boot1 W3S2 [bu:t] n
[Sense: 1-3, 5-7; Date: 1300-1400; : Old French; Origin: bote]
[Sense: 4; Date: 1300-1400; : Old English; Origin: bot 'advantage, profit, use']
1.) a type of shoe that covers your whole foot and the lower part of your leg
hiking boots
a pair of walking boots
2.) BrE an enclosed space at the back of a car, used for carrying bags etc
American Equivalent: trunk
The new model has a bigger boot.
3.) the boot informal
when someone is forced to leave their job
= ↑the sack
The chairman denied that he had been given the boot .
He should have got the boot years ago.
4.) to boot
in addition to everything else you have mentioned
She was a great sportswoman, and beautiful to boot.
5.) put the boot inBrE informal
a) to criticize or be cruel to someone who is already in a bad situation
b) to attack someone by kicking them repeatedly, especially when they are on the ground
6.) the boot is on the other foot
BrE used to say someone who has caused problems for other people in the past is now in a situation in which people are causing problems for them
7.) AmE a metal object that the police attach to one of the wheels of an illegally parked car so that it cannot be moved
British Equivalent: wheel clamp
be/get too big for your boots atbig1 (14), lick sb's boots atlick1 (7), tough as old boots attough1 (2)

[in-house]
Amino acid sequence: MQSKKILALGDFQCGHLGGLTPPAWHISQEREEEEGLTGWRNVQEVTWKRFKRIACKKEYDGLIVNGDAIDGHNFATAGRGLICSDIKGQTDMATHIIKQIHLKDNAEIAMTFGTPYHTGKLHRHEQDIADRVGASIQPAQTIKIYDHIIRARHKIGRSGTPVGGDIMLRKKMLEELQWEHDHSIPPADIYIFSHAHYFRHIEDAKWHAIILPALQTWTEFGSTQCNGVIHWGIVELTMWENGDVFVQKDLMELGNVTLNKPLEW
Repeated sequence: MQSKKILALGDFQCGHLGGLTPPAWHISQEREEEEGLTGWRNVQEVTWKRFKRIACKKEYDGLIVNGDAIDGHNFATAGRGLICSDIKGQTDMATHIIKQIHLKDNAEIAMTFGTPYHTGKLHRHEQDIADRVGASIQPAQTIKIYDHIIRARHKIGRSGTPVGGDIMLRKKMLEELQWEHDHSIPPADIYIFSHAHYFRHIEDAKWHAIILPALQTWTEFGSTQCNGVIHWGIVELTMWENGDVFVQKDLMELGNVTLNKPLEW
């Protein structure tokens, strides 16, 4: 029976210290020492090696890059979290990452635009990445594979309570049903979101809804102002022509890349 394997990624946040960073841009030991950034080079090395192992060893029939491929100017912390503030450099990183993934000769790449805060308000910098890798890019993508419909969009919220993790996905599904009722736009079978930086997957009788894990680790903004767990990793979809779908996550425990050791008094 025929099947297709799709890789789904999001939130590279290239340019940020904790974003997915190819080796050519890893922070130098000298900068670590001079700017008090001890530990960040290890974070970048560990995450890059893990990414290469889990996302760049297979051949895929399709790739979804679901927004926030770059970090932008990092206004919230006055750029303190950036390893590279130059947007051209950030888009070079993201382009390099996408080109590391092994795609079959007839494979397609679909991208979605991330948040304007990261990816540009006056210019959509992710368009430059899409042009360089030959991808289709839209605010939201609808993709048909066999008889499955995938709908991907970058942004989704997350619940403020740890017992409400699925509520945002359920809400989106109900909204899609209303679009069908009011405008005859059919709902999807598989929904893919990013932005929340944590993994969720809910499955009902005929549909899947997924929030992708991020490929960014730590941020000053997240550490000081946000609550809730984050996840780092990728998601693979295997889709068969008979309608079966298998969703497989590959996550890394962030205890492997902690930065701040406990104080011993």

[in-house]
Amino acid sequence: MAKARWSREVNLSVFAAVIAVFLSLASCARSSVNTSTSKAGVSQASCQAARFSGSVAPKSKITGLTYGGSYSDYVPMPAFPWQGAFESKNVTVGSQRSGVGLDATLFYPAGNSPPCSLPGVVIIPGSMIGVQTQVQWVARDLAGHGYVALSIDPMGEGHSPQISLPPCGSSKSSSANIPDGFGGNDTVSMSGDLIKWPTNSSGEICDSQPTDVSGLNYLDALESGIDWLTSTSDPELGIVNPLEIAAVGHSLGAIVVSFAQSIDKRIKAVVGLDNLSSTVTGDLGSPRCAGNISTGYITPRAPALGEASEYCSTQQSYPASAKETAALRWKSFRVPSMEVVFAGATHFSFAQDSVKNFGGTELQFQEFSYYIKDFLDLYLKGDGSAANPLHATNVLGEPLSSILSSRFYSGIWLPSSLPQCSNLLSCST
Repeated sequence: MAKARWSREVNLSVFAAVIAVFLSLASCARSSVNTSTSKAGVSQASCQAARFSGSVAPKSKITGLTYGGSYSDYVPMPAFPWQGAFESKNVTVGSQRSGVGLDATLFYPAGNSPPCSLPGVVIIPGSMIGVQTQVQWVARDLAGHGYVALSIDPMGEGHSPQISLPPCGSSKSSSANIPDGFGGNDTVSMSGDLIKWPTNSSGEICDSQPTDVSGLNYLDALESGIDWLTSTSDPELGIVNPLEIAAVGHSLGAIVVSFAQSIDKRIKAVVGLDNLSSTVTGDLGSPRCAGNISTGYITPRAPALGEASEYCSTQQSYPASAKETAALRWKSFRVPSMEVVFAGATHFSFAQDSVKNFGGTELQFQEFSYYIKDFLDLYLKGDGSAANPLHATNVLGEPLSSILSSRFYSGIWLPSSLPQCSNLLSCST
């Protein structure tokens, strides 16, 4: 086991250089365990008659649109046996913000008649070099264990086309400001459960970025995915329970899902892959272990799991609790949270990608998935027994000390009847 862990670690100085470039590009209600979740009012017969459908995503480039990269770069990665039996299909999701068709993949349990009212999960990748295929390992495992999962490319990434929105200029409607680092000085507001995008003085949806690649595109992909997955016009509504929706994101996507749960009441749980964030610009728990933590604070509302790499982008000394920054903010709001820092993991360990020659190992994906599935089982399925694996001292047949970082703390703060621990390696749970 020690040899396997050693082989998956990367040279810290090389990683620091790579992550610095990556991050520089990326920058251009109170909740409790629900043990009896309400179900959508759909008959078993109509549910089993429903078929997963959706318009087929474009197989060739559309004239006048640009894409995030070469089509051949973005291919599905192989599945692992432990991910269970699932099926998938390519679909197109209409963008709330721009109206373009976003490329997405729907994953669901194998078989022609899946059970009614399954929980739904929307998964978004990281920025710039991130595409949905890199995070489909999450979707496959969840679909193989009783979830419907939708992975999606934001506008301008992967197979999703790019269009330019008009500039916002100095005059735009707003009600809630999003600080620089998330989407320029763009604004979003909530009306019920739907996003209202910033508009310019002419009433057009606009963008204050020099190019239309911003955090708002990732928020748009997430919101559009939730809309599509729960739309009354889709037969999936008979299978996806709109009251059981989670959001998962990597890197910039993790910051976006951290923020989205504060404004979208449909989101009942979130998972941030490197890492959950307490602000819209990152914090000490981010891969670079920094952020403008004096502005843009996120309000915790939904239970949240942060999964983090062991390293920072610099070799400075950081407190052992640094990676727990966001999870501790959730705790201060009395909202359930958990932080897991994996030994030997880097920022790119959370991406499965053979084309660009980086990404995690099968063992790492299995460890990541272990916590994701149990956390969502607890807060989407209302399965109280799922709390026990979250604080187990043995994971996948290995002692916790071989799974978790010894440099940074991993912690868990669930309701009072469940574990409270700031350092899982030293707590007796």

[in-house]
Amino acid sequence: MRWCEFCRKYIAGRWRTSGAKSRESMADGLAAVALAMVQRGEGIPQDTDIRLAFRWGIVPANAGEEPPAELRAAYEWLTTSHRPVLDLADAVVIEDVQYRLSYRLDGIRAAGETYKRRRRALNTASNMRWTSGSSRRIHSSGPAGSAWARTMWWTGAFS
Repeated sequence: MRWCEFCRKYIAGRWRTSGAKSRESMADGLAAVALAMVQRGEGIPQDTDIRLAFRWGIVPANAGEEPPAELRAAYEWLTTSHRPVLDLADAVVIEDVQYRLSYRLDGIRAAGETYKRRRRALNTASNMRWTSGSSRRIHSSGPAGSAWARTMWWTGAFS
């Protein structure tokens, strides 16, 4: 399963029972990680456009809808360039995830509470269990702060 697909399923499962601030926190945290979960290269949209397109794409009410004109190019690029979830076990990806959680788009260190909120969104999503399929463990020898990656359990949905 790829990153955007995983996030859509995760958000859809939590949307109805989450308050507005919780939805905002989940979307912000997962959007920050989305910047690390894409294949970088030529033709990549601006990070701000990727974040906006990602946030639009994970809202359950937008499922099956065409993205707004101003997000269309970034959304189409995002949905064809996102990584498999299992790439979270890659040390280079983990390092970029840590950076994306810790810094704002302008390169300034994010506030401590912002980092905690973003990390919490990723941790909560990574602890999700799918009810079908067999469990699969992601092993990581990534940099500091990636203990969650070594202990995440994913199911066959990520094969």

boot 2
boot2 v
[Sense: 1; Date: 1900-2000; Origin: bootstrap 'to boot up' (1900-2000), probably from bootstrap (noun); BOOTSTRAPS]
[Sense: 2-3; Date: 1800-1900; Origin: BOOT1]
1.) also boot up [I and T]
to start the program that makes a computer ready to be used
2.) [T] informal
to kick someone or something hard
boot sth in/round/down etc
The goalkeeper booted the ball upfield.
3.) [T] AmE
to stop someone from moving their illegally parked vehicle by fixing a piece of equipment to one of the wheels
British Equivalent: clamp
boot out [boot sb<=>out] phr v
to force someone to leave a place, job, or organization, especially because they have done something wrong
= ↑throw out
His fellow students booted him out of the class.

Dictionary of contemporary English. 2013.

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  • Boot — (b[=oo]t), n. [OE. bot, bote, advantage, amends, cure, AS. b[=o]t; akin to Icel. b[=o]t, Sw. bot, Dan. bod, Goth. b[=o]ta, D. boete, G. busse; prop., a making good or better, from the root of E. better, adj. [root]255.] 1. Remedy; relief; amends; …   The Collaborative International Dictionary of English

  • Boot-CD — Boot CD,   eine CD, mit deren Hilfe ein Computer in Betrieb genommen werden kann (Booten), ohne auf Daten der Festplatte zugreifen zu müssen. Auf ihr sind die wichtigsten Teile eines Betriebssystems gespeichert, die dann vom Boot Sektor dieser CD …   Universal-Lexikon

  • boot — [buːt] also boot up verb COMPUTING 1. [intransitive] if a computer boots, it starts working and is ready to use: • The machine takes a long time to boot up. 2. [transitive] to make a computer ready to be used by getting all the programs it nee …   Financial and business terms

  • Boot — Boot, n. [OE. bote, OF. bote, F. botte, LL. botta; of uncertain origin.] 1. A covering for the foot and lower part of the leg, ordinarily made of leather. [1913 Webster] 2. An instrument of torture for the leg, formerly used to extort confessions …   The Collaborative International Dictionary of English

  • Boot — Boot: Das im 16. Jh. aus der niederd. Seemannssprache übernommene Wort geht zurück auf mnd. bōt, das – wie auch niederl. boot – aus mengl. bot entlehnt ist (vgl. engl. boat). Voraus liegt aengl. bāt »Boot, Schiff«, dem die gleichbedeutenden… …   Das Herkunftswörterbuch

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